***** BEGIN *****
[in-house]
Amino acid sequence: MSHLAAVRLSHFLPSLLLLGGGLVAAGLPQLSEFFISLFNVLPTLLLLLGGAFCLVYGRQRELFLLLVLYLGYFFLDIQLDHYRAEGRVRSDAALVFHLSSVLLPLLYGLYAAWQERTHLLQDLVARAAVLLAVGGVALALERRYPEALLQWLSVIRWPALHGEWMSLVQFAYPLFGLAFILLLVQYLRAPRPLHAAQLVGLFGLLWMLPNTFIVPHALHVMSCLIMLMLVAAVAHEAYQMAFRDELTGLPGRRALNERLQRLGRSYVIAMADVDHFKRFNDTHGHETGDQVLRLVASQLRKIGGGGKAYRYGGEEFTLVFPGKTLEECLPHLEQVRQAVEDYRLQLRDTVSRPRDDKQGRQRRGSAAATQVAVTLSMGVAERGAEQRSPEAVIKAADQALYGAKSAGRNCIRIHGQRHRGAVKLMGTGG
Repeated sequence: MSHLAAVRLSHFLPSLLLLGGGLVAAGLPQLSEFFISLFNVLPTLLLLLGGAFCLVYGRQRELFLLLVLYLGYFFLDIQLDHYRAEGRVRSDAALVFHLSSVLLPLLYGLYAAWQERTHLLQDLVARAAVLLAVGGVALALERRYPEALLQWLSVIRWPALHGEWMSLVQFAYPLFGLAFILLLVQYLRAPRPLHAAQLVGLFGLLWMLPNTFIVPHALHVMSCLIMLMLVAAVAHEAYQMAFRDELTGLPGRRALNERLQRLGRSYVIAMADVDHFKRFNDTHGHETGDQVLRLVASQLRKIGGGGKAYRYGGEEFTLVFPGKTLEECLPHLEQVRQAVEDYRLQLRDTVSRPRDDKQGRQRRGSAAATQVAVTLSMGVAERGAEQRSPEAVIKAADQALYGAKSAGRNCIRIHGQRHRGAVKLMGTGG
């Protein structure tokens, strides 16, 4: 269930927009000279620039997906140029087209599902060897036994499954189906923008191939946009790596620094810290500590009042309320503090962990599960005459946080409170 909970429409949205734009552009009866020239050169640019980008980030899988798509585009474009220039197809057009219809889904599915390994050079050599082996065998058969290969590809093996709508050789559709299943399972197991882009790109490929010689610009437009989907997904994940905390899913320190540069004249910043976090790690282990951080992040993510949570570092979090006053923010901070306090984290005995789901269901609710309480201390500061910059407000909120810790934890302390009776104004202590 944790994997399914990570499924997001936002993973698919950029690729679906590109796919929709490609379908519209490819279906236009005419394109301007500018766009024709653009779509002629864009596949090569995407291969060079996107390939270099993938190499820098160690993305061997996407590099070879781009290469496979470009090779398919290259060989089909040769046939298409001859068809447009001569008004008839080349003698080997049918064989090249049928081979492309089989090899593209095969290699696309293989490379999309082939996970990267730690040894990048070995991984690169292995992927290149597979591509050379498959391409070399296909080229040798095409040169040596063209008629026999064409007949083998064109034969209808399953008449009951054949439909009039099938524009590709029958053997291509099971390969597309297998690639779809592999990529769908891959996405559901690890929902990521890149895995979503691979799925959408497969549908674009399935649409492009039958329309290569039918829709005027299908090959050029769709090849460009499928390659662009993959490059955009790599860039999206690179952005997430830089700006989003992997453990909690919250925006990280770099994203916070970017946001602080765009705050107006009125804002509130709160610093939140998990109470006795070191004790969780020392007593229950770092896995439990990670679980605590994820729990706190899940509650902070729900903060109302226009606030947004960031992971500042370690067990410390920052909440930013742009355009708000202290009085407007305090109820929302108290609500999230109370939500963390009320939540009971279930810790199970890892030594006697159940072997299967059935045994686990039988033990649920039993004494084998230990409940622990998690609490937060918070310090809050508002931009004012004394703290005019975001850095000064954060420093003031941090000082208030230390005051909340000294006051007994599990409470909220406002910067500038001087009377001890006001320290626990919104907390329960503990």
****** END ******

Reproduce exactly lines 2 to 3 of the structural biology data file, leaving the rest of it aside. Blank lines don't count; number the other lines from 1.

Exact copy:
Amino acid sequence: MSHLAAVRLSHFLPSLLLLGGGLVAAGLPQLSEFFISLFNVLPTLLLLLGGAFCLVYGRQRELFLLLVLYLGYFFLDIQLDHYRAEGRVRSDAALVFHLSSVLLPLLYGLYAAWQERTHLLQDLVARAAVLLAVGGVALALERRYPEALLQWLSVIRWPALHGEWMSLVQFAYPLFGLAFILLLVQYLRAPRPLHAAQLVGLFGLLWMLPNTFIVPHALHVMSCLIMLMLVAAVAHEAYQMAFRDELTGLPGRRALNERLQRLGRSYVIAMADVDHFKRFNDTHGHETGDQVLRLVASQLRKIGGGGKAYRYGGEEFTLVFPGKTLEECLPHLEQVRQAVEDYRLQLRDTVSRPRDDKQGRQRRGSAAATQVAVTLSMGVAERGAEQRSPEAVIKAADQALYGAKSAGRNCIRIHGQRHRGAVKLMGTGG
Repeated sequence: MSHLAAVRLSHFLPSLLLLGGGLVAAGLPQLSEFFISLFNVLPTLLLLLGGAFCLVYGRQRELFLLLVLYLGYFFLDIQLDHYRAEGRVRSDAALVFHLSSVLLPLLYGLYAAWQERTHLLQDLVARAAVLLAVGGVALALERRYPEALLQWLSVIRWPALHGEWMSLVQFAYPLFGLAFILLLVQYLRAPRPLHAAQLVGLFGLLWMLPNTFIVPHALHVMSCLIMLMLVAAVAHEAYQMAFRDELTGLPGRRALNERLQRLGRSYVIAMADVDHFKRFNDTHGHETGDQVLRLVASQLRKIGGGGKAYRYGGEEFTLVFPGKTLEECLPHLEQVRQAVEDYRLQLRDTVSRPRDDKQGRQRRGSAAATQVAVTLSMGVAERGAEQRSPEAVIKAADQALYGAKSAGRNCIRIHGQRHRGAVKLMGTGG